Feb 18, 2014

Big-talking Hockey raids infrastructure budget

Labor applauds Joe Hockey’s attempts to prod NSW Premier Barry O’Farrell into spending up to $1 billion in already-allocated commonwealth infrastructure funding.

But if Mr Hockey wants to be taken seriously, he should explain why he is planning to rip billions of dollars in fully-funded infrastructure spending from the existing Commonwealth Budget.

Despite Mr Hockey’s claimed enthusiasm for infrastructure investment, the Abbott Government is planning to withdraw existing budget allocations for major projects including the Melbourne Metro, Brisbane’s Cross-River Rail project and Adelaide’s Tonsley Park public transport upgrade.

It has already slashed $150 million in existing, properly awarded community infrastructure grants – one for each council in the nation – that were designed to generate economic activity and create jobs.

Mr Hockey is right to say Mr O’Farrell has failed to utilise up to $1 billion in commonwealth allocations for major NSW transport projects like upgrading the Pacific Highway.

But Mr Hockey can’t have it both ways. He is raiding the existing Commonwealth Budget’s infrastructure allocations in his search for cuts and any cost.

Mr Hockey’s idea of leadership on infrastructure is to demand that other governments and the business sector do the heavy lifting while he rips money out of his own Budget that was to have been spent on the same kind of investment he demands from others.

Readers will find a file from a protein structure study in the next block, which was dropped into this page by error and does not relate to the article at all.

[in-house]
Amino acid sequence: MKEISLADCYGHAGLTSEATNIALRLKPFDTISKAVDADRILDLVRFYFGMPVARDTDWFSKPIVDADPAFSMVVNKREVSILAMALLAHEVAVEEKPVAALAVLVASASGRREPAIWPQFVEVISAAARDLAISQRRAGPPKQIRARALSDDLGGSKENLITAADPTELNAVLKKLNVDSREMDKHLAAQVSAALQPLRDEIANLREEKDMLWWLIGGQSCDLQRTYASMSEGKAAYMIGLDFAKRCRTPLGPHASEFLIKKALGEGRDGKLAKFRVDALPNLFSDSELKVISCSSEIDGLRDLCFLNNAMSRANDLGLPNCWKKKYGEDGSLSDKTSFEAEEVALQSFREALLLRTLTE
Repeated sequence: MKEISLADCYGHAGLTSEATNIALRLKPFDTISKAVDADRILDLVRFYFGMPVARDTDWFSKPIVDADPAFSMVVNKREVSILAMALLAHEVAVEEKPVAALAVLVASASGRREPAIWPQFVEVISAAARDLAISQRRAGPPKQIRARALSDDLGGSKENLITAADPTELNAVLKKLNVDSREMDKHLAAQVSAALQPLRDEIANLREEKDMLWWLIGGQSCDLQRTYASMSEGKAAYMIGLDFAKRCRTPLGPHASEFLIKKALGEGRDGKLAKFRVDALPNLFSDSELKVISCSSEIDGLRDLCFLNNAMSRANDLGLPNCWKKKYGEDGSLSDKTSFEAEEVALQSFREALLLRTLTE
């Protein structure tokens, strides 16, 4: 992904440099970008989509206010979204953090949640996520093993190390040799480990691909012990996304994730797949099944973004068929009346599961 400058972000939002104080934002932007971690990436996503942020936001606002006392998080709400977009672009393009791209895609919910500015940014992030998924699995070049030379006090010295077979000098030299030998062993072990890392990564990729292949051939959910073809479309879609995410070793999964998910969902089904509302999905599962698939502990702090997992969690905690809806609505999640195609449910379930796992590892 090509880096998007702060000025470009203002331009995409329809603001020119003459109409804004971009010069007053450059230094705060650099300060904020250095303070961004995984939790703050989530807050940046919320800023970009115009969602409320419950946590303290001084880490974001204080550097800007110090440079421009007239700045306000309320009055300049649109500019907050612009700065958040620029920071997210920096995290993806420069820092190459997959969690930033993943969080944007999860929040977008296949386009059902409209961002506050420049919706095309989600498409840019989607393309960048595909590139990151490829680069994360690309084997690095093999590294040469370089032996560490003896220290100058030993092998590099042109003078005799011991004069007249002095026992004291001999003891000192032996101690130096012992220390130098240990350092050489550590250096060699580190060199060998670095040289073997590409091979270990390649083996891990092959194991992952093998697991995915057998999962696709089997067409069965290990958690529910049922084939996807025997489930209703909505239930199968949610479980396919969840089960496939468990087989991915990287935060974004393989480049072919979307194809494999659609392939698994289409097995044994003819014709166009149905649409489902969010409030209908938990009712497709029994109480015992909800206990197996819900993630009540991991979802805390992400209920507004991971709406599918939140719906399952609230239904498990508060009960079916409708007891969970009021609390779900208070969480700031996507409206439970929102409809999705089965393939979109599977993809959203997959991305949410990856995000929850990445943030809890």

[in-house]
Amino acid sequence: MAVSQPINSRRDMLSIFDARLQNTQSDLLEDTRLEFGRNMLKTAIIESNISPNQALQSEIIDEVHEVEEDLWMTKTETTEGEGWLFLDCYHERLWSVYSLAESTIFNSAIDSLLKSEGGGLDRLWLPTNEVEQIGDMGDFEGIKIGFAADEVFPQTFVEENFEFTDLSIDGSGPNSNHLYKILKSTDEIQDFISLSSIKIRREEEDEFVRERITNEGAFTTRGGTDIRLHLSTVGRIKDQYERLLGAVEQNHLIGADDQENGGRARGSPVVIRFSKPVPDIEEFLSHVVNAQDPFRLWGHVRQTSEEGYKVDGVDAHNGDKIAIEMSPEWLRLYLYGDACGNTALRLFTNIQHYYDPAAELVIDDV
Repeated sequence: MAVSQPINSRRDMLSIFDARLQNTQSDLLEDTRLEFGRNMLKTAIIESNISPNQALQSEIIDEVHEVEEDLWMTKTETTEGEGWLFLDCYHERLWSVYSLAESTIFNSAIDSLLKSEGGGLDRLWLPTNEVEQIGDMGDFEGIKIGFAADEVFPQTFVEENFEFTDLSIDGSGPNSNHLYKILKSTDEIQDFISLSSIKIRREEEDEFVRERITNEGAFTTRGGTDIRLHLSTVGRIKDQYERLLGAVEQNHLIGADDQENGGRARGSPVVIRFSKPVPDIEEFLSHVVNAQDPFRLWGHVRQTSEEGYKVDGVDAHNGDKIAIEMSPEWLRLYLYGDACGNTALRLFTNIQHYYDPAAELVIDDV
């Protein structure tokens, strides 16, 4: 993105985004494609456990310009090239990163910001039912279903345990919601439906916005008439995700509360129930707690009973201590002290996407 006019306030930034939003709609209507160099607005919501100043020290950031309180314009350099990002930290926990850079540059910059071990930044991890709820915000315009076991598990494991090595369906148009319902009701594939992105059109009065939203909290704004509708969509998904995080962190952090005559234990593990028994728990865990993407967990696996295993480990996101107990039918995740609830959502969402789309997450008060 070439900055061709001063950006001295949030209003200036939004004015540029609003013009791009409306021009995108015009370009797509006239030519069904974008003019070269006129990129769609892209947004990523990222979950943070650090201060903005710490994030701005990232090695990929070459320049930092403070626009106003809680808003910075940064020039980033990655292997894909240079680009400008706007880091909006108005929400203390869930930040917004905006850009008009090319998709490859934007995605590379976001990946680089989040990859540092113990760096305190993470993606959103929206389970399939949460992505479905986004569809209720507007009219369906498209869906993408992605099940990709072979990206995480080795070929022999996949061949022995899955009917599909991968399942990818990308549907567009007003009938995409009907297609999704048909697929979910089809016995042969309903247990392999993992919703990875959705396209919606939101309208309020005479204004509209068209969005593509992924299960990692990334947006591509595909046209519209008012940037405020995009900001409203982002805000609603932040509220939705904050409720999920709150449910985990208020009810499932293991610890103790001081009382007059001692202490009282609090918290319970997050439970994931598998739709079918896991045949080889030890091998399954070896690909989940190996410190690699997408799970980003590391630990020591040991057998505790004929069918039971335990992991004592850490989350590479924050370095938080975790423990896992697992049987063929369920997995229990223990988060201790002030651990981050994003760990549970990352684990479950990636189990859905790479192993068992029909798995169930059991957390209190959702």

Properly targeted spending on roads, railways, ports and other infrastructure lifts the nation’s capacity, driving productivity gains that deliver jobs.

Labor also welcomes news that Mr Hockey will meet business figures on Friday to discuss ways to expedite private investment in infrastructure.

But he should open that meeting by explaining why he is legislating to politicise the now-independent Infrastructure Australia, which Labor created in 2008 to advise the government on the nation’s infrastructure priorities.

Legislation before the Senate would allow the government to control Infrastructure Australia’s research agenda and order it not to conduct research into certain classes of infrastructure.

It would also allow the government to prevent the publication of IA’s advice – a clear attempt to empower itself to hide advice that does not meet with its political objectives.